By karthiksudarshan on Mar 25, 2007
It has been an exciting week, with the prospect of integrating and running a Ruby on Rails application as a Portlet. As any Ruby fan would know, it is very easy to generate a web application on Rails with a few commands. So the next logical step was to see if we can somehow get a Portlet out of this web application. JRuby is a wonderfully powerful java implementation of Ruby and the Rails-integration project, which is a JRuby extras project helps in the integration of a Rails application with a Servlet container.
There is a plugin provided by the Rails integration project, which creates a war out of a Rails application. This war can be deployed on say Glassfish as a web application and can be used as any normal Java EE web application. For more details of how to do this, check out Ashish's blog entry.
So it appeared that there was an existing way to get a Java EE web application. So we used the Portal pack Netbeans plugin to create a Portlet application. We then made sure that the appropriate doXXXX() methods did a Request Dispatch to the rails application by providing the url of the controller and action needed to perform. For instance, using the famous Cookbook Ruby on Rails application, the doView() would be appropriately taking the user to the list of Recipes and so on. As of now this seems to work fine. This is still work in progress, but the presence of JRuby and Rails-integration projects has made the creation of a Portlet a lot easier. Right now this has been working on the Open Source Portlet Container on java.net.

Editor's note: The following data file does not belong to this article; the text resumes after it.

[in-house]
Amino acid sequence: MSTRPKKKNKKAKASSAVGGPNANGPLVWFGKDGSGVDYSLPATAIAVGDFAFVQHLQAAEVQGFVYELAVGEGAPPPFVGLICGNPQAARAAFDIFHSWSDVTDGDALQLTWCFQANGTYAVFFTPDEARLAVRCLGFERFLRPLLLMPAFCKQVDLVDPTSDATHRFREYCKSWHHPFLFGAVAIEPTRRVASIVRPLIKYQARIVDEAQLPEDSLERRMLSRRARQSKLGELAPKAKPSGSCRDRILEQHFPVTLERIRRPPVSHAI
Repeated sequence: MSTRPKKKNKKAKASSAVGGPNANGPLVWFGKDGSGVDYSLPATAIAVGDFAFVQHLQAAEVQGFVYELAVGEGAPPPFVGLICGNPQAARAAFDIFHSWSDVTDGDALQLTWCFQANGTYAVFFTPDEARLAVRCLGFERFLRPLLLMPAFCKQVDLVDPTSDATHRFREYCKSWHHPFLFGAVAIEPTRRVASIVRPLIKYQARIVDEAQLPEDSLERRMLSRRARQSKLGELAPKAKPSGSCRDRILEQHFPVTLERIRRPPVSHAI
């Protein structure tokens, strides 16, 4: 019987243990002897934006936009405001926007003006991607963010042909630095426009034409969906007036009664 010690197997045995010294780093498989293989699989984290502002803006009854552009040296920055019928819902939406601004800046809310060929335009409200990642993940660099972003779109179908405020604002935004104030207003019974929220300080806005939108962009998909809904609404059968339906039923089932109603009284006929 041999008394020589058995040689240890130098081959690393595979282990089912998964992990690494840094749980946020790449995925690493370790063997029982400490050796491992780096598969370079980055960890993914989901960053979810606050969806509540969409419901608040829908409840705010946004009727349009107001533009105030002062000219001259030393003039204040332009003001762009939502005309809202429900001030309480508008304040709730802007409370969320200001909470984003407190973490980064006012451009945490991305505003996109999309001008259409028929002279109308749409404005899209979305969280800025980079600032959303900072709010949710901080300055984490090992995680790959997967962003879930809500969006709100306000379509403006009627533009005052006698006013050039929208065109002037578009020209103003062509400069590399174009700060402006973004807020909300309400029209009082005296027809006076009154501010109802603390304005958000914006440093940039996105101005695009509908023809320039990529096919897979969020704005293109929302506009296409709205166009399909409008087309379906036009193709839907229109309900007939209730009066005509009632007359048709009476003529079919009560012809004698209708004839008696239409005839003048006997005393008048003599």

Next steps would be :
- Provide Portlet urls instead of direct rails urls so that every request appropriately goes through the Portlet Container.
- Check the statefulness, i.e., session management.
- Provide a flash demo of the entire process of converting a Ruby on Rails application into a Portlet application, and make it run on the Open Source Portlet Container.